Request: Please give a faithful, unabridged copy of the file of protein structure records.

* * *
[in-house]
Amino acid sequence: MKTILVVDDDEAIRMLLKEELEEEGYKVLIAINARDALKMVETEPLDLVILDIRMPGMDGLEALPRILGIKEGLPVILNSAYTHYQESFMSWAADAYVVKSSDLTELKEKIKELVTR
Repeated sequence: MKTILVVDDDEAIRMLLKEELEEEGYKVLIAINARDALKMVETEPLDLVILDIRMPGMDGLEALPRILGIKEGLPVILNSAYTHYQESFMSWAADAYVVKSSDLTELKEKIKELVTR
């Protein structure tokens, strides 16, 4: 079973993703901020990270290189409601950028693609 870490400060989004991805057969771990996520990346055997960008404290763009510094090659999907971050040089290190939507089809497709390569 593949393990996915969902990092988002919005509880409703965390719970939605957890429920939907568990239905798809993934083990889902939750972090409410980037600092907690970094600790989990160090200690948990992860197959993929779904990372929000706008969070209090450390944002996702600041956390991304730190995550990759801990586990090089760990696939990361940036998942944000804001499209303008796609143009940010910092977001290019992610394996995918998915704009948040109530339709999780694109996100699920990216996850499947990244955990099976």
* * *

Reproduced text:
[in-house]
Amino acid sequence: MKTILVVDDDEAIRMLLKEELEEEGYKVLIAINARDALKMVETEPLDLVILDIRMPGMDGLEALPRILGIKEGLPVILNSAYTHYQESFMSWAADAYVVKSSDLTELKEKIKELVTR
Repeated sequence: MKTILVVDDDEAIRMLLKEELEEEGYKVLIAINARDALKMVETEPLDLVILDIRMPGMDGLEALPRILGIKEGLPVILNSAYTHYQESFMSWAADAYVVKSSDLTELKEKIKELVTR
């Protein structure tokens, strides 16, 4: 079973993703901020990270290189409601950028693609 870490400060989004991805057969771990996520990346055997960008404290763009510094090659999907971050040089290190939507089809497709390569 593949393990996915969902990092988002919005509880409703965390719970939605957890429920939907568990239905798809993934083990889902939750972090409410980037600092907690970094600790989990160090200690948990992860197959993929779904990372929000706008969070209090450390944002996702600041956390991304730190995550990759801990586990090089760990696939990361940036998942944000804001499209303008796609143009940010910092977001290019992610394996995918998915704009948040109530339709999780694109996100699920990216996850499947990244955990099976």